Management at Work The Canary in the Coal Mine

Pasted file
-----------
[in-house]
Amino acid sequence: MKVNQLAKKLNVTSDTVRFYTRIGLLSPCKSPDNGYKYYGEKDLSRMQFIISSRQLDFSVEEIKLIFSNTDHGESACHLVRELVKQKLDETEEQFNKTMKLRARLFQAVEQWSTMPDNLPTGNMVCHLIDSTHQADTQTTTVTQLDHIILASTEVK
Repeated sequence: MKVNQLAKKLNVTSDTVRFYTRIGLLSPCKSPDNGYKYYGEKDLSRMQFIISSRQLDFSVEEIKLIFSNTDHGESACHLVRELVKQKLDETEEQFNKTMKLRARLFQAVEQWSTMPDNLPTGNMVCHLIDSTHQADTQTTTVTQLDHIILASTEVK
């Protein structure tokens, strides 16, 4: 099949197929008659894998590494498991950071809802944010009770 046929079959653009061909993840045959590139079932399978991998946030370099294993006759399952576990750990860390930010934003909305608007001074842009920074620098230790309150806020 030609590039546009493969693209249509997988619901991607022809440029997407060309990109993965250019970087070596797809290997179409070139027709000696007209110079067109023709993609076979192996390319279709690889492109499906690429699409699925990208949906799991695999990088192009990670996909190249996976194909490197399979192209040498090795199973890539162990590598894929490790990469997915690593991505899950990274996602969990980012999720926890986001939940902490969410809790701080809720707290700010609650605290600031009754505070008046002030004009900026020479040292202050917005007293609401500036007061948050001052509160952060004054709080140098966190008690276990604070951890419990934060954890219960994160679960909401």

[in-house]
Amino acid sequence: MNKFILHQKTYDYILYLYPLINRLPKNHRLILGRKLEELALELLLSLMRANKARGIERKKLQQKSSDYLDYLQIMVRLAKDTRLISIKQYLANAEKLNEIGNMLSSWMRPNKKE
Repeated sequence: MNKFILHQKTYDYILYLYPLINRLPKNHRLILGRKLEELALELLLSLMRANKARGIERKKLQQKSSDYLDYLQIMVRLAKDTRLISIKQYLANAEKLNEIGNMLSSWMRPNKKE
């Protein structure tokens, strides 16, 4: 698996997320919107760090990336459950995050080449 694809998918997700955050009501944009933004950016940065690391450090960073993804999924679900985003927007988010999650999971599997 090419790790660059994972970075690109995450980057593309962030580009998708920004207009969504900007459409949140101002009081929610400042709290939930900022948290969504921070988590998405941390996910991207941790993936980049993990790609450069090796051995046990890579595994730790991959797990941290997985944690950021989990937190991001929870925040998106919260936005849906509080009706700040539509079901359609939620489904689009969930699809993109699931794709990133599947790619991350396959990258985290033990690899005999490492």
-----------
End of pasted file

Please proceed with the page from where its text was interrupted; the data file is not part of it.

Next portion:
Management at Work The Canary in the Coal Mine “If the only reason you’re investein sustainability is because thing to do,’ you’re in trouble warned that the dipper-well system wasn’t good for its envi- ronmental reputation, bat only after a blitz of bad PR in the global press did Starbucks finally turn off the water. Today, says he Paclard, “we look at water on the supply side of in-store water consumption by 25 percent grann, w s colfee as a resource to be protected-and Starbucks has plans to cut -JIM HANNA, DIRECTOR OF EMRONMENTAL AFFAIRS, STARBUCxs That goal is part of the company’s Shared Planet Pro- gram, which was launched in 2008. A year later, Starbucks ccording t to Starbucks VP of Clobal Responsibility announced that, as part of the same initiative, all of itb new the company’s efforts to establish itself stores would satisfy certification requirements for LEED brand start with its mission(Leadership in Energy& Environmental Design), a rating a leading sustainable the statement of its organizational purpose (see Chapter 6). system for the construction and operation of environment “We aim to take care of the communities that we depend friendly buildings. Because the guidelines were developed on for our retail business by finding meaningful ways to for office buildings, Starbucks helped to create programs for be engaged with those communities,” says Packard. And both new and renovated retail spaces, and 75 we aim to take care of those communities where we source Starbucks locations opening in 2014 attained LEED eerti- our core products, like coffee, tea, and cocoa.” It’s a mater fication. “My dream, says Jinn Hanna, “is that we solve the of “nurturing the human spirit,” explains Packard, who adds cup issue and a customer walks into a store and says, “Look at that incorporating that value into the firm’s culture has al- lowed Starbucks to set and meet “very bold standards” in that ultra-efficient air conditioning unit By 2015, Starbucks also plans to “ethically source 100 stainabil Starbucks sells hot and cold beverages out of more than percent of the coffee that it buys from producers. Over the past 40 years, Starbucks has invested more than $70 million 23,000 stores in 6+ countries, and those stores account for about in programs to support sustainable and socially sound agri- 80 percent of the company’s carbon footprint-the total of its cultural practices among the roughly 1 million people-most greenhouse gas emissions (primarily carbon dioxide). In order to of them in Latin America-who represent its coffee supply reduce its footprint, Starbucks has set a series of realistic goals to chain. Programs include loans to help farmers develop not be met by 2015, including the widespread recycling of the dis- only sustainable posable cups that it hands out with almost every beverage sold practices as well. about 4 billion per year. Actually, those cups constitute only a Since 2008, miniscule fraction of Starbucks’ carbon footprint, but a ing to Jim Hanna, the company’s director of environmental organization, to i ing practices but forest-conservation a per year. Actually, those cups constitute only a Since 2008, Starbucks has partnered with Conservation accord. International (CI), a U.S-based nonprofit environmental mplement C.A.F.E. (Coffee and Farmer affairs, “perception is reality” when it comes to disposable Equity) Practices-a set of independently developed guide- cups: What most people see is the litter strewn about the lines for monitoring the economic, social, and environmen- streets or tumbling out of overflowing trash cans. By 2015, tal impact of coffee-production programs and practices. B tarbucks intends to have front-of-store recycling bins in ev 2012,98 percent of the small coffee farms operating aco ing to Starbucks-promoted C.A.F.E. practices had managed Before we go any further, we should point out that al- to improve soil fertility, and 100 percent of the sehool-age ery North American store into its operations since 1990, it hasn’t always been as sensi- Cl chairman and CEO Peter Seligmann points out that tive to environmental issues as some people would like. If you Starbucks’ sustainability eforts are motivated in large part by were hooked on your daily Starbucks latte or cappuccino be the need to deal with a major issue in the company’s environ- fore 2008, you might have noticed, next to the giant espresso ment, both business and natural: namely, climate change machine, a sink called a “dipper well.” Baristas used it to “figuring out how to ensure that coffe farning can be a part quick-rinse equipment, and the water was kept running to en- of the climate solution,” as Ben Packard puts it. “The conver though Starbucks has incorporated sustainability practices children on those farms were able to attend school. re that pipes stayed c running in 10,000 stores worldwide used up mor lion gallons of water per day-enough to fill an Olympic-size farmers to produce crops.” The coffee bean grows only in clean. Unfortunately, leaving the water gence of climate change and ecosystem deterioration,” ex stores worldwide used up more than 6 mil- plains Selignann, “is what creates stress on the ability of colfe plains Seligmann, “is what creates stress on the ability of coffe n sp e than 6 mil- cific climates, and those climates are particularly vul swimming pool every 83 minutes. The company had been cifie climates, and those climates are particularly vulnerab Starbacks carbon foolprint than all of th U.S ousting opeuations combioned The nitrous uside that puts the foun in whipped crean accounits for sore of

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